I delved into my many boxes of gear and pulled out everything I needed. It was then I realised there was one item that didn’t match, what I’d thought was a P-80 is in actual fact a P-80X which varies slightly in appearance. Its plastic has also yellowed much more than the other peripherals and looks particularly bad when seen alongside what was my ‘new in the box’ PX-8. I’m now wondering whether I should perhaps consider a session of Retr0brighting, one of those things I’ve always wanted to do but have never taken the dip.
I’ve always had a thing for portable printers and I’m particularly fond of the P-40 and P-80X. Mine are both in fine working order although I’m unable to hook up the P-40 to my Epson gear as it has a parallel interface as opposed to the P-80X which is serial/RS232.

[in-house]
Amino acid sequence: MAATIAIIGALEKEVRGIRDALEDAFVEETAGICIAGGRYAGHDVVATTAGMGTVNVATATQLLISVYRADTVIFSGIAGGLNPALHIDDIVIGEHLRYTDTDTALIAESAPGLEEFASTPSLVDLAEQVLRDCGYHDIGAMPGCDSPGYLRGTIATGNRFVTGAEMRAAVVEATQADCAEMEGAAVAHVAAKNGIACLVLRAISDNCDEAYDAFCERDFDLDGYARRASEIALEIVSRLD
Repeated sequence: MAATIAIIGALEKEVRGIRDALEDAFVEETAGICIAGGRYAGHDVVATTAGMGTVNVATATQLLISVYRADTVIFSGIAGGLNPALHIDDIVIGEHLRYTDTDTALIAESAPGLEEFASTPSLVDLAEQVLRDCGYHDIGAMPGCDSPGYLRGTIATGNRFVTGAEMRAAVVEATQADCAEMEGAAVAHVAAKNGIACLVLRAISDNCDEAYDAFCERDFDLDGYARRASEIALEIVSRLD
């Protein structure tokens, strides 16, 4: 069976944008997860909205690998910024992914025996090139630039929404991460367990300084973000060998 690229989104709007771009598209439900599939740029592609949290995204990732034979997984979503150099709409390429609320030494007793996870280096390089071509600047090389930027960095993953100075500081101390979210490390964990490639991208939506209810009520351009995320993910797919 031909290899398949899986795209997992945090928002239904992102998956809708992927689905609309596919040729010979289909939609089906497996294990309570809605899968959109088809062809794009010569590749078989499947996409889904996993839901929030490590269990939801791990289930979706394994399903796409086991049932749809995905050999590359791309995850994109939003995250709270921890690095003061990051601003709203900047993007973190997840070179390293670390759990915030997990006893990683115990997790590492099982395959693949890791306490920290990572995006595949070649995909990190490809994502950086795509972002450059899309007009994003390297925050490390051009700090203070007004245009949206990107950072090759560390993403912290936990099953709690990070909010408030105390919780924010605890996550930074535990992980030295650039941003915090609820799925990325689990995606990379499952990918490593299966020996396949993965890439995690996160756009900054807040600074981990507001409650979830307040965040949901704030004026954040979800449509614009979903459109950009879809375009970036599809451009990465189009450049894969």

The P-40 requires thermal paper rolls, the P-80X can apparently print on either thermal or plain paper, I can vouch for the latter. I’m now wondering whether it would be fun to hook it up to the PX-8 and use it as a kind of Teletype with all output going to the printer. Anyway I digress. I arranged all the peripherals as laid out in the original picture and took a quick test shot with which I’m reasonably pleased.
Thus far then not a great deal of challenge on the actual retro front. Time to think of something fiendishly difficult to fail at. That beginner’s guide to CP/M assembly in the above shot has caught my eye, I believe it came with my C128D and I’ve never properly looked at it.